Richardson’s process involves researching scores of pictures to find those that highlight the animal’s expression and movement. Each structure begins with attention to the skeleton and muscle groups emphasizing the asymmetry of the form. As she works with the pictures in front of her, she strives to create a sense of believability rather than realism, knowing that new information will lead to discovery.
Educated in New York, Richardson’s art training ran for more than a decade in a self-directed curriculum. She studied at FIT, Parsons, School of Visual Art and the New York Academy of Art. She entered the industry as a commercial artist and was in charge of developing original artwork for the fashion industry. As for having an impact on her vision, she gives credit to years of travel, seeking venues that upend our everyday sense of normal.
Laurie Sumiye - Ohana o Ka Manu Video
Sumiye is a Hawai‘i-based artist, animator and documentary filmmaker who investigates environmental tensions between humans and nature. Her background in digital media informs her cross-disciplinary practice in drawing, painting, animation, video, sculpture and installation. She has exhibited her art in New York, Los Angeles, Hawai‘i and internationally, in the UK, South Africa and Brazil and screened her award-winning films at DOC NYC, BAM cinemaFest and PS1MoMA. She has an MFA in Integrated Media Arts from Hunter College, BA & BS in Art and Communications from Bradley University, and studied art at Lorenzo De Medici in Florence and Pratt Institute in New York. She spent 16 years working as an art director and designer in San Francisco, Los Angeles, and New York. She returned to Hawaiʻi to work on her first long-form documentary, A PARADISE LOST, about a Hawaiian bird that sued to save itself from extinction. Laurie serves as Assistant Professor of Creative Media/Transmedia at the University of Hawaiʻi-West Oʻahu. She lives and works in Mililani, Hawai‘i.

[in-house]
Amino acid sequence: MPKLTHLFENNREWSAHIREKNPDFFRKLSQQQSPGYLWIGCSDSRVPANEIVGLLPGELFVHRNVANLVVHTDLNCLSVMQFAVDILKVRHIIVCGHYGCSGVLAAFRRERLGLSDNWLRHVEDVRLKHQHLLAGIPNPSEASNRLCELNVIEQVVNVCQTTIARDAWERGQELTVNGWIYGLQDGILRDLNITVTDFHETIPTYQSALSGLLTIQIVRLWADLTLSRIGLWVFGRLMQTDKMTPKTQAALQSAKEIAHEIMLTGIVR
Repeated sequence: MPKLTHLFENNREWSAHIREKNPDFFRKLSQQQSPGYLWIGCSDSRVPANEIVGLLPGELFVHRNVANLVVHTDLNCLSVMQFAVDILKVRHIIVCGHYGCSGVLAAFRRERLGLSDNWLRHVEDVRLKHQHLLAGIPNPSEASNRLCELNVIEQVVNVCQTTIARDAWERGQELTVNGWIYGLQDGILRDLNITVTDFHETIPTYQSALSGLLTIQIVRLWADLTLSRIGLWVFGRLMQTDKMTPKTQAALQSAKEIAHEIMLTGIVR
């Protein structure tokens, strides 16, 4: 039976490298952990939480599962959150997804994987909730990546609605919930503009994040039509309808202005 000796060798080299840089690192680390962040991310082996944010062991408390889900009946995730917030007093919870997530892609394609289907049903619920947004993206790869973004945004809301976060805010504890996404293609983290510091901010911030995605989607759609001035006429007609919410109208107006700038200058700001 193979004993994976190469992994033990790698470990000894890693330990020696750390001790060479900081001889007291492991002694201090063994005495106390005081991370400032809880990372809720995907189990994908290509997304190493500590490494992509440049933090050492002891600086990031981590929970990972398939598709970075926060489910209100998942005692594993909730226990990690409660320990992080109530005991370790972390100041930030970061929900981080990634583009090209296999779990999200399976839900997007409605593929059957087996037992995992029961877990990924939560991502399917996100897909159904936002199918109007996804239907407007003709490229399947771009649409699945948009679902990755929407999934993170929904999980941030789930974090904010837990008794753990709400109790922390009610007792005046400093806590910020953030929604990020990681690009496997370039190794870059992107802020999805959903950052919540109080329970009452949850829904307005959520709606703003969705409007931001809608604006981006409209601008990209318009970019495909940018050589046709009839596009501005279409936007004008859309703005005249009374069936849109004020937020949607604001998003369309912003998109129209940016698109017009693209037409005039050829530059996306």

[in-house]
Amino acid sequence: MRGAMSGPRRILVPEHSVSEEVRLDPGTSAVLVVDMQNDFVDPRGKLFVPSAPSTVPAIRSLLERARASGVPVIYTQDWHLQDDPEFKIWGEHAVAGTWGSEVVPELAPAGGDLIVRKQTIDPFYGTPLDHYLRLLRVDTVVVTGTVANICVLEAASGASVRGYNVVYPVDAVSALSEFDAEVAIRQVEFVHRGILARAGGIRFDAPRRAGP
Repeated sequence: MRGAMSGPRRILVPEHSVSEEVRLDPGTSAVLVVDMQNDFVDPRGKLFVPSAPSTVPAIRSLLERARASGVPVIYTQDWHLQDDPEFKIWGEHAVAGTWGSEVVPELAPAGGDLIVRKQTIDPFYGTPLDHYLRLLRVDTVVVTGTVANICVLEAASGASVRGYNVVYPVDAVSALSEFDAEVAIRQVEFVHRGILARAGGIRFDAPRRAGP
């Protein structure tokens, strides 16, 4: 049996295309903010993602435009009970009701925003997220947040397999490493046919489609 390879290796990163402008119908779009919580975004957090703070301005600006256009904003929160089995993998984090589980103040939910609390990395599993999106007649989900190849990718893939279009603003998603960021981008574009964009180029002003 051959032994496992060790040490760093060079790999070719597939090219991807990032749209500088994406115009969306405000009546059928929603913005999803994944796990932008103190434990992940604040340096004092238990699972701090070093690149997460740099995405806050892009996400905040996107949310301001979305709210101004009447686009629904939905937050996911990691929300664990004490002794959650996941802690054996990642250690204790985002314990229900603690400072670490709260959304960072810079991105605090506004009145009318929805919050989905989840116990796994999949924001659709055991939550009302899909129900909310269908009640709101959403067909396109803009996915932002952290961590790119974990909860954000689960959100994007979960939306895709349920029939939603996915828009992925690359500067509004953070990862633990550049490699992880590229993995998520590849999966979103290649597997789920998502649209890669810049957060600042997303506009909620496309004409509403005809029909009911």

Thor's newest series of sculptures, Paleolithic Creatures, is an homage to our prehistoric ancestors and the animals they painted on cave walls. Those paintings provide powerful depictions of man's inherent drive to express himself through art. Hidden for millennia, but many looking as fresh as the day they were made, this ancient art shows representational animals that inhabited their world and sustained them with food and clothing. However, at the end of the last glacial period, about 10,000 years ago, the climate warmed dramatically and many Paleolithic animals became extinct. The only history of their ghostly existence are fossils and cave paintings.
“With my art, I am inspired…to challenge the viewer to feel the natural spirit of inclusion. There is no corner of this planet that man does not live in, and no corner of which man has not caused change. We must be good stewards of this planet Earth, and remember that extinction is forever.”
Sometimes it came by road, other times it came by sea II
This sculpture is composed of a flesh tone replica of Columbus’s mother ship, the Santa Maria. The ship is floating on the backs of bio-morphed rodents with human noses in place of their heads. The work explore the sociological and political weight of ideology, similes of plague and invasive dogmas coexisting in a utopia that has gone wildly wrong.